Friday, October 8, 2010

Death by Hanging

Oshima, 1968, 114m, Japan

This is a weird, macabre and disturbing film. R, a Korean-Japanese, has been convicted of two murders followed by rape and is about to be hung. The execution fails and his heart refuses to stop beating much after it is supposed to. The movie, starting as a rhetorical question about the morality of capital punishment, quickly slides into a bawdy farce full of gallows humor, often sickly and obscene. The participants in this highly scripted drama are the chaplain (since R is a catholic), the doctor, the public prosecutor, the guards and the officials who have to conduct the operation. The dialogs interlace humor with philosophy, social questions and recent history.

It is a loud, voluble film and the black and white photography within the suffocating confines of the execution chamber, supplemented by the unrestrained ribaldry lays bare the ugliness of the society which makes the situation an acceptable norm. The ritual and rigid formalities surrounding an execution serve to cloak it's very absurdity. The connecting chord of obscenity running through the film expresses the ugliness of killing, all the more if it has state sanction.

The mind of the condemned man is placed under the scanner and examined from all angles to determine the nature of his guilt. The act of killing is examined from a broad perspective. How is the death punishment different from an act of murder? The ring of officials narrate their own participation in multiple executions during the war. And finally R's sister who materializes out of somewhere tries to justify the crime by recalling the Japanese atrocities in Korea. All the while, R is lost in a fit of amnesia, out of which he emerges in gradual hilarious steps, but fails to remember that he is really R, or even if so, the same R that committed the murders.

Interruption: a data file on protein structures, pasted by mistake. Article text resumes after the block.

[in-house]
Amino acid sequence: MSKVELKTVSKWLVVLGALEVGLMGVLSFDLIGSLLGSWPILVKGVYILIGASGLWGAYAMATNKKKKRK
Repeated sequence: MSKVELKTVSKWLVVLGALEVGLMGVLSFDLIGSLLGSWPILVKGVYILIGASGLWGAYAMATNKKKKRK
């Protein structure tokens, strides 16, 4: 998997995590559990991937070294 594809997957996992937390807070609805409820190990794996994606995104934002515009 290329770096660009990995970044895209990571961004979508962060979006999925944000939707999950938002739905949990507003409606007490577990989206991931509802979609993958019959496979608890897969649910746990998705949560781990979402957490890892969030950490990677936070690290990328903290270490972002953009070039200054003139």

This is a dark, brooding, outrageous and complex film and is a blend of many themes, centering around the act of killing in all it's generality. It concludes nothing but it's grim and morbid ribaldry leaves one with a sense of revulsion and disgust for the way our world is constituted.

Thanks to Nathanael Hood for introducing me to this unusual movie.


Nathanael Hood said...

Again, it's Nathanael Hood.

But, I'm glad that I was able to introduce you to this great film.

Explicit and disturbing isn't necessarily a bad thing. Sometimes, it takes a true artist to make you squirm in your seat and feel uncomfortable.

S M Rana said...

@Nathanael Hood Sorry and corrected. Yes, it certainly has a place in the pantheon. And certainly requires a repeat viewing to relish the unusual flavors. It's disturbing because it is meant to be and means business and spares no punches on a grim and serious issue which is dealt with bitter satire.